City of Death: Art, Humour and Death in Paris!

City of Death is one of the most highly regarded stories in the history of Doctor Who and there are some pretty good reasons for that, one of which was the fact that one of the two writers of the story, Douglas Adams (the other was series producer Graham Williams) first love was comedy, and City of Death sees Doctor Who at its comedic high-point. City of Death is also filled with wit and intelligence as has been pointed out in other reviews of the story on other websites. a first that City of Death can boast is that it was Doctor Who's first ever major over seas filming, thanks to the shows Production Unit Manager John Nathan-Turner. The sequences that were shot in Paris give a grand feel to the story, and all the famous location landmarks are included, The Eiffel Tower and The Louvre being the main two. The score that Dudley Simpson scored for City of Death, has to be another of the memorable parts of City of Death, there is not a single piece of music in City of Death that doesn't feel wrong or out of place, the music score for City of Death has to definitely rank among the best of the music scores in the shows history. One of City of Death's most celebrated scenes is the guest appearance from comedic actor John Cleese and actress Eleanor Born. It was Douglas Adams who suggested to John Cleese that he might like to appear in Doctor Who, the scene features two art critics discussing the wonderful functionalism of a police box being in a modern art gallery. City of Death got some of the highest ratings ever for Doctor Who, at a time when ITV were on strike, and the only alternative was a blank screen. But part 4 of this story holds the record for one of the highest viewing figures that the series has ever achieved at 16.1 million viewers. City of Death explores ideas of how we value art and authenticity. Some of the characters in City of Death simply look at art in purely pragmatic terms, as simply a means to an end, while one character in the story simply looks at art as a badge of status. It's down to the Doctor to Point out the moral of the story. Art is valuable not because of what its worth but because of the human achievement that it represents. But more than anything else this story is loved for its humour. One of if not the funniest scenes in City of Death has got to be when the Doctor first meets the villain of the story and is flung in to the room and walks around on his knees, and complains about the Louis Quinze chair. You honestly have to see that scene to appreciate why its just so funny. And watch out for the cliffhanger at the end of part-one its really good, in fact pretty much all of the cliffhangers in City of Death are excellent. I've left out talking about  the plot of this story and talking about the villain of this story because I don't want to give anything away about the finer points of this story for anyone who hasn't seen it before. And if you haven't its definitely worth watching. City of Death is definitely one of the top Doctor Who stories of the last fifty-one years.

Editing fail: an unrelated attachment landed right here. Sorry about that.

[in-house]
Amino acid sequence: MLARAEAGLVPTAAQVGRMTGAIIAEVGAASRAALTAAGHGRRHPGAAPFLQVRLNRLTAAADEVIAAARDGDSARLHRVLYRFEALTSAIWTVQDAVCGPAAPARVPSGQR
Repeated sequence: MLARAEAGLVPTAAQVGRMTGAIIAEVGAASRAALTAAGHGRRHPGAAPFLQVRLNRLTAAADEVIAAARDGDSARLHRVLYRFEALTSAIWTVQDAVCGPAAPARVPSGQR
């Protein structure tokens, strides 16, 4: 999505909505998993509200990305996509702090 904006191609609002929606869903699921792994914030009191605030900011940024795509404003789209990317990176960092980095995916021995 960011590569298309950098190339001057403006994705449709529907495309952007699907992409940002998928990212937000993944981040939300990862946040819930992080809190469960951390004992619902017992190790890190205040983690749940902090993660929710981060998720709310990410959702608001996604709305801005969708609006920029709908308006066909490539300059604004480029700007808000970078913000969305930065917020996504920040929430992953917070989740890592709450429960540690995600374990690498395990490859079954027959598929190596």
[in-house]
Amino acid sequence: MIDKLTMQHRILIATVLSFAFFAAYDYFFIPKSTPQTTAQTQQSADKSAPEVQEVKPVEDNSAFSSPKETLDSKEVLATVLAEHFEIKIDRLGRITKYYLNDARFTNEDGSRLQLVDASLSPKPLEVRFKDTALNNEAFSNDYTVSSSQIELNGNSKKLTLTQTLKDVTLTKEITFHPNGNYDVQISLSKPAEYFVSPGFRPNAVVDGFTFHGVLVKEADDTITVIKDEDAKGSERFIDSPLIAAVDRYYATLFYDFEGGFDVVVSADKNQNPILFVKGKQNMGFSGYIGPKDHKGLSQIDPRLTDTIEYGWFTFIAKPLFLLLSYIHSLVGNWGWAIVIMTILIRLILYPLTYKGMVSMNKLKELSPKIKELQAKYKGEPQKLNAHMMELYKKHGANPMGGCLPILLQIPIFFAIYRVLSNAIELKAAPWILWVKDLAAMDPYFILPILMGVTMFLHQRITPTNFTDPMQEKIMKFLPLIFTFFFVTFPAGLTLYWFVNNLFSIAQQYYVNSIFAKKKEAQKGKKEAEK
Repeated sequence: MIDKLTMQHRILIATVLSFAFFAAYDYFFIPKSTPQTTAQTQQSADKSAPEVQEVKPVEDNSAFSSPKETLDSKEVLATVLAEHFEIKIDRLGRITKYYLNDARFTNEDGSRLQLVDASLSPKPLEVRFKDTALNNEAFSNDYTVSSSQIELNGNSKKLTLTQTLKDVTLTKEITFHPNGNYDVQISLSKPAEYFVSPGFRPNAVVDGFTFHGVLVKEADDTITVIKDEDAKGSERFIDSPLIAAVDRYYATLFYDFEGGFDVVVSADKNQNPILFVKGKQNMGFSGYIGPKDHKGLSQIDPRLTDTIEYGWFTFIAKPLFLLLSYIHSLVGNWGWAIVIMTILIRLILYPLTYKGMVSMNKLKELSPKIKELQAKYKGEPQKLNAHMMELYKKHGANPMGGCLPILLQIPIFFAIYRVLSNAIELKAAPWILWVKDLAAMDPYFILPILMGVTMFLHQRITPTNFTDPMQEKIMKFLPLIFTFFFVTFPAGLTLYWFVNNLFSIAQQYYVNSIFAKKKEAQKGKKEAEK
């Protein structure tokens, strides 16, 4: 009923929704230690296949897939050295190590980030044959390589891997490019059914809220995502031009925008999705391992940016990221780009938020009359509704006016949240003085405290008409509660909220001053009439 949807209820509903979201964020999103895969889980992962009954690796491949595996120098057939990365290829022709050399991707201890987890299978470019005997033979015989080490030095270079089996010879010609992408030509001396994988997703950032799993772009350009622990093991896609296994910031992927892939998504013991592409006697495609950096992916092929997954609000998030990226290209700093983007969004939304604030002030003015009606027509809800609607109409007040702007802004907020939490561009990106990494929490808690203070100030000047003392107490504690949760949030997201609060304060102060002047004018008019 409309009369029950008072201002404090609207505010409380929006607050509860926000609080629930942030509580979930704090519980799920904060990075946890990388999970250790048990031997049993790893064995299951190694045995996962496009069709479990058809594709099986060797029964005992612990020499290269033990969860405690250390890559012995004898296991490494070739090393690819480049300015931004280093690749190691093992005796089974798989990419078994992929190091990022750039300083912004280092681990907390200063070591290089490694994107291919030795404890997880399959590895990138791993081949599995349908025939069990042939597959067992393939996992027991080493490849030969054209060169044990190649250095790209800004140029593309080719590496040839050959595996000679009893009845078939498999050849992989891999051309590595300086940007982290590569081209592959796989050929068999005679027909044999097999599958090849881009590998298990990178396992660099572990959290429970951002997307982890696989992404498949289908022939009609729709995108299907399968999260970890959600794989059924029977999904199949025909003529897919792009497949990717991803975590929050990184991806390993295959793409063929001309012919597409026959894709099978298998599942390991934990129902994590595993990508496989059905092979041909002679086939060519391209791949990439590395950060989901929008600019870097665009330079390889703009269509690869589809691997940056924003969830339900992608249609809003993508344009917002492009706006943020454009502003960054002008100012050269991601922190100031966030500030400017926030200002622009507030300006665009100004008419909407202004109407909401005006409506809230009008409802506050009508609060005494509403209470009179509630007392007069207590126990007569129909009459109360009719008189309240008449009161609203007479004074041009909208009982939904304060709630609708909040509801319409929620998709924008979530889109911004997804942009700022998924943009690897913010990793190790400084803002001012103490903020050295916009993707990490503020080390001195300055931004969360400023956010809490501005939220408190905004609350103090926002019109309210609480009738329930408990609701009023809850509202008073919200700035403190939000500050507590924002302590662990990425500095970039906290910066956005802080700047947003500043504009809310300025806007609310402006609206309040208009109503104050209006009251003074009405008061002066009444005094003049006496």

Sorry about the lateness of this post I was in the middle of Tafe assessments when I did the last one and its just taken me a little to get this one in a state I like. next Post will be about "The Creature from the Pit" which was the next story I saw after City of Death when I was first getting into Doctor Who.